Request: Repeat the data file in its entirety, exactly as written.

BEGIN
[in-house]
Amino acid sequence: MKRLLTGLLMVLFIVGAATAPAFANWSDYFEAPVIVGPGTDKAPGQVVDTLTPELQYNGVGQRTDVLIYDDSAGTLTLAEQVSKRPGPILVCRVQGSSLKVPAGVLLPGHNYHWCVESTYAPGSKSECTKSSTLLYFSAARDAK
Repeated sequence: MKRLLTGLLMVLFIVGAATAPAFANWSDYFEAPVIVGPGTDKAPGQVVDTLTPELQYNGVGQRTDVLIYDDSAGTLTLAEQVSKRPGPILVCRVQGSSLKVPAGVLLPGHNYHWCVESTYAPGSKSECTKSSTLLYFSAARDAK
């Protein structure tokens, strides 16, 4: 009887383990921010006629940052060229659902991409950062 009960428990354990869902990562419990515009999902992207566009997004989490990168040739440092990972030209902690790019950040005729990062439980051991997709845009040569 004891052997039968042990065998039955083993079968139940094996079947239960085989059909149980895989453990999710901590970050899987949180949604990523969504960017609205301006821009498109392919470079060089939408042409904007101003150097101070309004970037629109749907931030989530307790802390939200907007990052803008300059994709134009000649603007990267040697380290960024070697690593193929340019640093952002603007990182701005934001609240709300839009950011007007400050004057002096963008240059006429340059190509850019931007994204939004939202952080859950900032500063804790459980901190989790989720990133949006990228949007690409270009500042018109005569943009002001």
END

[in-house]
Amino acid sequence: MKRLLTGLLMVLFIVGAATAPAFANWSDYFEAPVIVGPGTDKAPGQVVDTLTPELQYNGVGQRTDVLIYDDSAGTLTLAEQVSKRPGPILVCRVQGSSLKVPAGVLLPGHNYHWCVESTYAPGSKSECTKSSTLLYFSAARDAK
Repeated sequence: MKRLLTGLLMVLFIVGAATAPAFANWSDYFEAPVIVGPGTDKAPGQVVDTLTPELQYNGVGQRTDVLIYDDSAGTLTLAEQVSKRPGPILVCRVQGSSLKVPAGVLLPGHNYHWCVESTYAPGSKSECTKSSTLLYFSAARDAK
């Protein structure tokens, strides 16, 4: 009887383990921010006629940052060229659902991409950062 009960428990354990869902990562419990515009999902992207566009997004989490990168040739440092990972030209902690790019950040005729990062439980051991997709845009040569 004891052997039968042990065998039955083993079968139940094996079947239960085989059909149980895989453990999710901590970050899987949180949604990523969504960017609205301006821009498109392919470079060089939408042409904007101003150097101070309004970037629109749907931030989530307790802390939200907007990052803008300059994709134009000649603007990267040697380290960024070697690593193929340019640093952002603007990182701005934001609240709300839009950011007007400050004057002096963008240059006429340059190509850019931007994204939004939202952080859950900032500063804790459980901190989790989720990133949006990228949007690409270009500042018109005569943009002001």